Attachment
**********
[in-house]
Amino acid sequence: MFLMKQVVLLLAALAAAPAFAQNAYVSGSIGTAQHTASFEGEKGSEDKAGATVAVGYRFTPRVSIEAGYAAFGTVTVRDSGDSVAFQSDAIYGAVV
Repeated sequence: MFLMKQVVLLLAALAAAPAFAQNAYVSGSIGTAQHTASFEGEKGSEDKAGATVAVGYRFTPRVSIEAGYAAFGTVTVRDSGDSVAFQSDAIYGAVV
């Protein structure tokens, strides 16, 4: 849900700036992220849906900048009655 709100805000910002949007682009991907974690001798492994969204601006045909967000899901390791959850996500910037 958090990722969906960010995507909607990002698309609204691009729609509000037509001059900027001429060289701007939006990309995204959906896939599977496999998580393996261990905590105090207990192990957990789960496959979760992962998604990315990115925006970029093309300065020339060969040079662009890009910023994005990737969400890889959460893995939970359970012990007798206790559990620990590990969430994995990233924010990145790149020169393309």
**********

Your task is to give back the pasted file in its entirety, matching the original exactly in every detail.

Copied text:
[in-house]
Amino acid sequence: MFLMKQVVLLLAALAAAPAFAQNAYVSGSIGTAQHTASFEGEKGSEDKAGATVAVGYRFTPRVSIEAGYAAFGTVTVRDSGDSVAFQSDAIYGAVV
Repeated sequence: MFLMKQVVLLLAALAAAPAFAQNAYVSGSIGTAQHTASFEGEKGSEDKAGATVAVGYRFTPRVSIEAGYAAFGTVTVRDSGDSVAFQSDAIYGAVV
């Protein structure tokens, strides 16, 4: 849900700036992220849906900048009655 709100805000910002949007682009991907974690001798492994969204601006045909967000899901390791959850996500910037 958090990722969906960010995507909607990002698309609204691009729609509000037509001059900027001429060289701007939006990309995204959906896939599977496999998580393996261990905590105090207990192990957990789960496959979760992962998604990315990115925006970029093309300065020339060969040079662009890009910023994005990737969400890889959460893995939970359970012990007798206790559990620990590990969430994995990233924010990145790149020169393309």